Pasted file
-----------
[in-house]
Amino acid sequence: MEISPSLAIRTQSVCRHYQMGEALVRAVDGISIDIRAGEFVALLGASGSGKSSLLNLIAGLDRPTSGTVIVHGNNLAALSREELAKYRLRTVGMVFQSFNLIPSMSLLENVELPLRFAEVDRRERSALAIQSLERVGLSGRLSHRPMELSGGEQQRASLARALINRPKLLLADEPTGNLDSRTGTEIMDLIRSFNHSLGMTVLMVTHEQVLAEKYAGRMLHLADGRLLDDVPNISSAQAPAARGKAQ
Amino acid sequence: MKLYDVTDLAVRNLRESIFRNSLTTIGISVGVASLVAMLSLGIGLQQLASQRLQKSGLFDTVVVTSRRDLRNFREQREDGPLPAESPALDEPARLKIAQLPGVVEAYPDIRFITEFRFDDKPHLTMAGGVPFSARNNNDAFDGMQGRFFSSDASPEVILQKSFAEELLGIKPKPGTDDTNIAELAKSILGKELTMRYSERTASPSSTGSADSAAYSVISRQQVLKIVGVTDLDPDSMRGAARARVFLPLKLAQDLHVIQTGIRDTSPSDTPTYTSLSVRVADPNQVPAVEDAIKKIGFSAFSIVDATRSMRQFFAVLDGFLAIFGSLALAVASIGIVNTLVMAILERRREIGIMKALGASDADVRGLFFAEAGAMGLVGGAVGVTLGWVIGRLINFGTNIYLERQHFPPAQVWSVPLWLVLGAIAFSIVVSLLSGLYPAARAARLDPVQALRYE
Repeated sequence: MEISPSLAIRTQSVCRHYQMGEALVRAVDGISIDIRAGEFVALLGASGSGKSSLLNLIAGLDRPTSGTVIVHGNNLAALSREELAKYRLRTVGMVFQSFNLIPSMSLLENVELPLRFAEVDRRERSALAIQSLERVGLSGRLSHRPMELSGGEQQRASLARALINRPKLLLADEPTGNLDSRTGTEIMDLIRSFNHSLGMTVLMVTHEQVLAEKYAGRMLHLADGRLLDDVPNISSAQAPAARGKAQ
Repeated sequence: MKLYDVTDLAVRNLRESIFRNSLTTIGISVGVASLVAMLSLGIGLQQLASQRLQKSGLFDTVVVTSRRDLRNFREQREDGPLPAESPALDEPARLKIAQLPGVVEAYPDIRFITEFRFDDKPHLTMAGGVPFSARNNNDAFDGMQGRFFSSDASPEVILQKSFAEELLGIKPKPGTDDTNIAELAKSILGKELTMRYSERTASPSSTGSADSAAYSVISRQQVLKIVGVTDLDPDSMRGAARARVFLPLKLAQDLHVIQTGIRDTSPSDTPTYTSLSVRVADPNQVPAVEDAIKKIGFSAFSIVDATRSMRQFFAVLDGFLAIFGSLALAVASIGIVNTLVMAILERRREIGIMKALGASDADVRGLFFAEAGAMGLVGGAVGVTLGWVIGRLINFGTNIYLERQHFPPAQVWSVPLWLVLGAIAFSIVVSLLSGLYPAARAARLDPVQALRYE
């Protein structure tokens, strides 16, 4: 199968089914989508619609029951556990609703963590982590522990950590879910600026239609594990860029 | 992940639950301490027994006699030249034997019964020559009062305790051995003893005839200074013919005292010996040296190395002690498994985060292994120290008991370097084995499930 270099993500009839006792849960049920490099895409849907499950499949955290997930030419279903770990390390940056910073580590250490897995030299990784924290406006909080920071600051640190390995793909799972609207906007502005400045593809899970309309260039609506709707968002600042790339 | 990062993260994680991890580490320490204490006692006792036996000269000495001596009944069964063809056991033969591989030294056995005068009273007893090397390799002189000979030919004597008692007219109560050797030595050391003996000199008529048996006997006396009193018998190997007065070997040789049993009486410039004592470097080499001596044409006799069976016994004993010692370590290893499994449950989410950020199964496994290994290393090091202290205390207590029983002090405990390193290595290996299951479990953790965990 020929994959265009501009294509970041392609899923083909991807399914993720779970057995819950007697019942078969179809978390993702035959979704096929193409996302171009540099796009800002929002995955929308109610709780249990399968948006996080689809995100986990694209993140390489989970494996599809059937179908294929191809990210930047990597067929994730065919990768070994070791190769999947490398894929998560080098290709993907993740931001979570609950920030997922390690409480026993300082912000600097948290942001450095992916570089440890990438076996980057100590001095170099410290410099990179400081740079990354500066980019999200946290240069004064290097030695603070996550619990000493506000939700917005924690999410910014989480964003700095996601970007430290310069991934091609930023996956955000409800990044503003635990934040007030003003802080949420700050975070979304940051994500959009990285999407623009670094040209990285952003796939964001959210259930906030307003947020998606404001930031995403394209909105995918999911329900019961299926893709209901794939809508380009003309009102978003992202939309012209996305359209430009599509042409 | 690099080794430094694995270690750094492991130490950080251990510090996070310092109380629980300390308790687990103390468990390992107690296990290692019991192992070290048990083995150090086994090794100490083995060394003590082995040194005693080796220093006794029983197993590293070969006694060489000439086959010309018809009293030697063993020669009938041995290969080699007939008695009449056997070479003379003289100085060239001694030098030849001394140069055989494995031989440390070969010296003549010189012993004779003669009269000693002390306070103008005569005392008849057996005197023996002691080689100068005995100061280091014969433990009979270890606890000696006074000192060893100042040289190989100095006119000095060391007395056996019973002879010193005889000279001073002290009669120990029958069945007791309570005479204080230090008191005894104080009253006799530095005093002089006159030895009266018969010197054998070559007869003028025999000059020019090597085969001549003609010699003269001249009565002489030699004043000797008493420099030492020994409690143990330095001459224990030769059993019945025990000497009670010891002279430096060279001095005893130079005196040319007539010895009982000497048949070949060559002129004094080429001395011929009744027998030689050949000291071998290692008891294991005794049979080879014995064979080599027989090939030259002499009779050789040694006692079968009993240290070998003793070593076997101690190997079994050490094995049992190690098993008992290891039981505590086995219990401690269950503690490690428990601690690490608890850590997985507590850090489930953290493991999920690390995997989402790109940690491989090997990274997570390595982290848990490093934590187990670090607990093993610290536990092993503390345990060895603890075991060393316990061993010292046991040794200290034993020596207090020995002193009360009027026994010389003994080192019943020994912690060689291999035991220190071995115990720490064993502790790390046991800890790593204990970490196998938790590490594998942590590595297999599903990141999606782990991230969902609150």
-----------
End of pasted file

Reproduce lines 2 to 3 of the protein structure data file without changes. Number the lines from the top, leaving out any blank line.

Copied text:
Amino acid sequence: MEISPSLAIRTQSVCRHYQMGEALVRAVDGISIDIRAGEFVALLGASGSGKSSLLNLIAGLDRPTSGTVIVHGNNLAALSREELAKYRLRTVGMVFQSFNLIPSMSLLENVELPLRFAEVDRRERSALAIQSLERVGLSGRLSHRPMELSGGEQQRASLARALINRPKLLLADEPTGNLDSRTGTEIMDLIRSFNHSLGMTVLMVTHEQVLAEKYAGRMLHLADGRLLDDVPNISSAQAPAARGKAQ
Amino acid sequence: MKLYDVTDLAVRNLRESIFRNSLTTIGISVGVASLVAMLSLGIGLQQLASQRLQKSGLFDTVVVTSRRDLRNFREQREDGPLPAESPALDEPARLKIAQLPGVVEAYPDIRFITEFRFDDKPHLTMAGGVPFSARNNNDAFDGMQGRFFSSDASPEVILQKSFAEELLGIKPKPGTDDTNIAELAKSILGKELTMRYSERTASPSSTGSADSAAYSVISRQQVLKIVGVTDLDPDSMRGAARARVFLPLKLAQDLHVIQTGIRDTSPSDTPTYTSLSVRVADPNQVPAVEDAIKKIGFSAFSIVDATRSMRQFFAVLDGFLAIFGSLALAVASIGIVNTLVMAILERRREIGIMKALGASDADVRGLFFAEAGAMGLVGGAVGVTLGWVIGRLINFGTNIYLERQHFPPAQVWSVPLWLVLGAIAFSIVVSLLSGLYPAARAARLDPVQALRYE